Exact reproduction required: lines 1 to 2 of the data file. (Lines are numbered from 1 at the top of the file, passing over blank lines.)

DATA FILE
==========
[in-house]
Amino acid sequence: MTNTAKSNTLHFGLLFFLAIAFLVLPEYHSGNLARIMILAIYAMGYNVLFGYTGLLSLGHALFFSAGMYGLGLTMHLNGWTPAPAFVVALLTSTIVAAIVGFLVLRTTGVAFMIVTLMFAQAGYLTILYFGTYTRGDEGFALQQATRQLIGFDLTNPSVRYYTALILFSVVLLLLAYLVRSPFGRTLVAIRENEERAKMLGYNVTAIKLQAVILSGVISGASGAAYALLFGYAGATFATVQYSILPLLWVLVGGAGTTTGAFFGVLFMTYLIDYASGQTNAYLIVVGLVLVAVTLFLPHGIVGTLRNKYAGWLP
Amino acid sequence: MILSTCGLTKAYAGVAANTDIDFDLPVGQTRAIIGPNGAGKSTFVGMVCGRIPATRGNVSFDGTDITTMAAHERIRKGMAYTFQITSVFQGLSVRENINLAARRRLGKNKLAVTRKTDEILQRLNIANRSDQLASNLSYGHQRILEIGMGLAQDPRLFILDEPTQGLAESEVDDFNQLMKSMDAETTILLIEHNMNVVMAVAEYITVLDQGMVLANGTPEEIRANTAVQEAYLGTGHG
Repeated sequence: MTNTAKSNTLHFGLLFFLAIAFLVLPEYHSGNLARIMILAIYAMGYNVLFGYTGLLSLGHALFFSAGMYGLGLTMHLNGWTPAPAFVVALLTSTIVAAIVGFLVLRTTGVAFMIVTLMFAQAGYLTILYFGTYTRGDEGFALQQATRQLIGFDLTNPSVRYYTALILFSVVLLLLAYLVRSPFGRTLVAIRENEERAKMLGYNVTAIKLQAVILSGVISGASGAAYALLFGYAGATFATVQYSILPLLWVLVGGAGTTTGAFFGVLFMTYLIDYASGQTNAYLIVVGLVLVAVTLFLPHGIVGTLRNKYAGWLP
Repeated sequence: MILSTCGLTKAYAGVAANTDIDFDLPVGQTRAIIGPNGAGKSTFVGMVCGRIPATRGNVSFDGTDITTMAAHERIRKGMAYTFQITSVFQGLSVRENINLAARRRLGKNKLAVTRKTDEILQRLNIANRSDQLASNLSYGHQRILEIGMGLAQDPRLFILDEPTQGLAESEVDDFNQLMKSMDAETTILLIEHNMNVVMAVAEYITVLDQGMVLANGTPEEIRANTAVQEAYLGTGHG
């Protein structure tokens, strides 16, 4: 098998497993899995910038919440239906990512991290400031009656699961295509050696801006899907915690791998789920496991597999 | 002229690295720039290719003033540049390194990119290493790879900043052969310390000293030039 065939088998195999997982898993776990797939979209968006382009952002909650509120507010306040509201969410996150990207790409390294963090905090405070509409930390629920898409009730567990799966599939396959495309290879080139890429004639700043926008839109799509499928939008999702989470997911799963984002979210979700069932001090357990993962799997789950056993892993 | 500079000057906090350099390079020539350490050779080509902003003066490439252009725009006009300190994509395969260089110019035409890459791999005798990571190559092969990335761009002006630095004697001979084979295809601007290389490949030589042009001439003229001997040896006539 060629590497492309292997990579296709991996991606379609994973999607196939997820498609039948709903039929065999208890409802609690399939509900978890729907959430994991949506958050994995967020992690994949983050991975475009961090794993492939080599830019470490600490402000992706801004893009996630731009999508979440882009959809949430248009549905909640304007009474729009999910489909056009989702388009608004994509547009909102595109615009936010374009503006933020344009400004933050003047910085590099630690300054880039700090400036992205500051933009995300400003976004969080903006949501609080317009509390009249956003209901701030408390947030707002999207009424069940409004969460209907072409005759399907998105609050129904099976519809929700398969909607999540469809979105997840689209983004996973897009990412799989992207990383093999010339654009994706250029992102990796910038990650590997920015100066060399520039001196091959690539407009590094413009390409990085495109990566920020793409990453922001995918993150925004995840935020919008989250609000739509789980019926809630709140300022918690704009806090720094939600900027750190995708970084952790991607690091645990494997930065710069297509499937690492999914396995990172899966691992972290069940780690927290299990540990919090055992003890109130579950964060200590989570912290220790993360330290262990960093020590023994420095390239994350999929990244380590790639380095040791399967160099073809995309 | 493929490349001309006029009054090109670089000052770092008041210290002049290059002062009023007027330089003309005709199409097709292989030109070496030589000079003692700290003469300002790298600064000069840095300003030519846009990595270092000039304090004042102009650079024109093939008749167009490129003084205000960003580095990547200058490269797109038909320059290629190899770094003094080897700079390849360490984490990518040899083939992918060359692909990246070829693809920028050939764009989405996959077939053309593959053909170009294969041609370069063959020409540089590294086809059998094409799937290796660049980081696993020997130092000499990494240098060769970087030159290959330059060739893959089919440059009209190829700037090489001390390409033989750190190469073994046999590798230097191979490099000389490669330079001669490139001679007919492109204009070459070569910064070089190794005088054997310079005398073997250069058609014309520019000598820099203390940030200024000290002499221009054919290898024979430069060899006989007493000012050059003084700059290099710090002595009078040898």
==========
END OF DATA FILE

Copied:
[in-house]
Amino acid sequence: MTNTAKSNTLHFGLLFFLAIAFLVLPEYHSGNLARIMILAIYAMGYNVLFGYTGLLSLGHALFFSAGMYGLGLTMHLNGWTPAPAFVVALLTSTIVAAIVGFLVLRTTGVAFMIVTLMFAQAGYLTILYFGTYTRGDEGFALQQATRQLIGFDLTNPSVRYYTALILFSVVLLLLAYLVRSPFGRTLVAIRENEERAKMLGYNVTAIKLQAVILSGVISGASGAAYALLFGYAGATFATVQYSILPLLWVLVGGAGTTTGAFFGVLFMTYLIDYASGQTNAYLIVVGLVLVAVTLFLPHGIVGTLRNKYAGWLP